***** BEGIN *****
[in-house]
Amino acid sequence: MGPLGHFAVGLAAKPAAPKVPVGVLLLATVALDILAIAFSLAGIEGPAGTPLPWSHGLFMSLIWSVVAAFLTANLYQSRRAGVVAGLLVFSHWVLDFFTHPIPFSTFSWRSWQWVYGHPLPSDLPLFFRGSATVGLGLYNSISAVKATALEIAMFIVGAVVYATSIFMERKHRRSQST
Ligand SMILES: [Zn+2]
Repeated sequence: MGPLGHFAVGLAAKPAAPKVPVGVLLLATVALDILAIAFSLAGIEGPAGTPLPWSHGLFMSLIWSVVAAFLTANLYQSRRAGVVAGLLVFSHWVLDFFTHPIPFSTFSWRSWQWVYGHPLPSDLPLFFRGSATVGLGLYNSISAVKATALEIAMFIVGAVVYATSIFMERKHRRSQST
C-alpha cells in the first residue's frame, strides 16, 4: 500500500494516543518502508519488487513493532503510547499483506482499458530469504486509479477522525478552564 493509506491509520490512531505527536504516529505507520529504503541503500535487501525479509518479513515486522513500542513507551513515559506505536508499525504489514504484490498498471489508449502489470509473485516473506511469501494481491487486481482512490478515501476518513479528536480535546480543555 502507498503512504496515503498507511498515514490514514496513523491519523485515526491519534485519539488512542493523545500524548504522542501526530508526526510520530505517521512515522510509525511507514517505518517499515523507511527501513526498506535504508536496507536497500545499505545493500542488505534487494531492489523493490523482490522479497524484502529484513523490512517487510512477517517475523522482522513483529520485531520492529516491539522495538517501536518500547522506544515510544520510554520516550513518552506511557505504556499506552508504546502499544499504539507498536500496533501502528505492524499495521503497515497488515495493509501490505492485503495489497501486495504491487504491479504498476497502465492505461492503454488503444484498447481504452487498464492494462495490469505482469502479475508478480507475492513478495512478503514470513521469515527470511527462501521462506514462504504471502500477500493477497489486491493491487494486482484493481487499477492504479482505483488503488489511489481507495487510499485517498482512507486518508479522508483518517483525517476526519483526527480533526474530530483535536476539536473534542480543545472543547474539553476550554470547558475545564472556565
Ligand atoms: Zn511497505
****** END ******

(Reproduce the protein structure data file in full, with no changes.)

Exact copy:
[in-house]
Amino acid sequence: MGPLGHFAVGLAAKPAAPKVPVGVLLLATVALDILAIAFSLAGIEGPAGTPLPWSHGLFMSLIWSVVAAFLTANLYQSRRAGVVAGLLVFSHWVLDFFTHPIPFSTFSWRSWQWVYGHPLPSDLPLFFRGSATVGLGLYNSISAVKATALEIAMFIVGAVVYATSIFMERKHRRSQST
Ligand SMILES: [Zn+2]
Repeated sequence: MGPLGHFAVGLAAKPAAPKVPVGVLLLATVALDILAIAFSLAGIEGPAGTPLPWSHGLFMSLIWSVVAAFLTANLYQSRRAGVVAGLLVFSHWVLDFFTHPIPFSTFSWRSWQWVYGHPLPSDLPLFFRGSATVGLGLYNSISAVKATALEIAMFIVGAVVYATSIFMERKHRRSQST
C-alpha cells in the first residue's frame, strides 16, 4: 500500500494516543518502508519488487513493532503510547499483506482499458530469504486509479477522525478552564 493509506491509520490512531505527536504516529505507520529504503541503500535487501525479509518479513515486522513500542513507551513515559506505536508499525504489514504484490498498471489508449502489470509473485516473506511469501494481491487486481482512490478515501476518513479528536480535546480543555 502507498503512504496515503498507511498515514490514514496513523491519523485515526491519534485519539488512542493523545500524548504522542501526530508526526510520530505517521512515522510509525511507514517505518517499515523507511527501513526498506535504508536496507536497500545499505545493500542488505534487494531492489523493490523482490522479497524484502529484513523490512517487510512477517517475523522482522513483529520485531520492529516491539522495538517501536518500547522506544515510544520510554520516550513518552506511557505504556499506552508504546502499544499504539507498536500496533501502528505492524499495521503497515497488515495493509501490505492485503495489497501486495504491487504491479504498476497502465492505461492503454488503444484498447481504452487498464492494462495490469505482469502479475508478480507475492513478495512478503514470513521469515527470511527462501521462506514462504504471502500477500493477497489486491493491487494486482484493481487499477492504479482505483488503488489511489481507495487510499485517498482512507486518508479522508483518517483525517476526519483526527480533526474530530483535536476539536473534542480543545472543547474539553476550554470547558475545564472556565
Ligand atoms: Zn511497505